Case For Studying Sanskrit Makes Itself, And There Is No Need To Invoke Higher Spiritual Incentives: Vice President

The Vice President, Mr. M. Hamid Ansari lamp at the presentation ceremony of ICCR World Sanskrit Award 2015 & 2016, in New Delhi on November 21, 2016. The Princess Maha Chakri Sirindhorn of Thailand and the Minister of State for External Affairs, Mr. M.J. Akbar are also seen.
The Vice President, Mr. M. Hamid Ansari lamp at the presentation ceremony of ICCR World Sanskrit Award 2015 & 2016, in New Delhi on November 21, 2016. The Princess Maha Chakri Sirindhorn of Thailand and the Minister of State for External Affairs, Mr. M.J. Akbar are also seen.

Gives Away ICCR World Sanskrit Award 

New Delhi (PIB-GR-TYP-BIN): The Vice President of India, Mr. M. Hamid Ansari has said that the case for studying Sanskrit makes itself, and there is no need at all to invoke higher spiritual incentives in order to justify this. He was addressing the gathering after giving away the World Sanskrit Award 2015 & 2016 by Indian Council for Cultural Relations (ICCR), on Nov 21. The Vice President congratulated Princess Maha Chakri Sirindhorn of Thailand and Prof. George Cardona, an American linguist and Indologist for being the first recipients of ICCR’s World Sanskrit Awards. The Minister of State for External Affairs, Mr. M.J. Akbar and other dignitaries were also present on the occasion.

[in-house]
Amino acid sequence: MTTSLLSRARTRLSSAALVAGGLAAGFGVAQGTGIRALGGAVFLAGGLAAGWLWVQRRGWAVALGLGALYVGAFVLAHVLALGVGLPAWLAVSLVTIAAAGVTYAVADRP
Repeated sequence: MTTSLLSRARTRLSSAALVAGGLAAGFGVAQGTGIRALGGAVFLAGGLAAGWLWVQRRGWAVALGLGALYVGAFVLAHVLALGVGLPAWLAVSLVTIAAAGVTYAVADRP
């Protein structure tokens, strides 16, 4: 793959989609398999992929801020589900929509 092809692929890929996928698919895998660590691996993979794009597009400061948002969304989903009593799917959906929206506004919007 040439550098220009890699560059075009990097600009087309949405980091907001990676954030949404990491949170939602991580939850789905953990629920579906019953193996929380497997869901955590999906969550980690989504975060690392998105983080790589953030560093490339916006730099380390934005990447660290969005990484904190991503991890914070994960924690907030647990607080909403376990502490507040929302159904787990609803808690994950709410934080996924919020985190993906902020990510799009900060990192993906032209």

The Vice President said that Sanskrit is important, and the corpus of scientific, philosophical, sacral, and poetic texts produced in this language is surely one of the richest, probably the richest, contributions to global textual culture ever. He also said that the shaping of Indian genius owes much to Sanskrit, not only in the fields of spirituality and religion but also in the fields of art, poetry, and literature as also of science, ethics, and systems of philosophy and knowledge. Sanskrit encompasses one of the largest literatures of any language, and incorporates the sacred literature of three of the world’s major religions, he added.

The Vice President said the transition from an oral to a written form saw Sanskrit spread with breath-taking rapidity across southern and eastern Asia. He further said that Thai and other Southeast Asian languages have strong roots in Sanskrit, which reflects their remote past relationship with Sanskrit. In Europe and in the United States also there has been a long and valuable tradition of scholarship in Sanskrit, he added.

(Source: PIB/GR/TYP/BIN/USPA/WN/IAIJ)

D P Sathya Prakash

Senior Reporter

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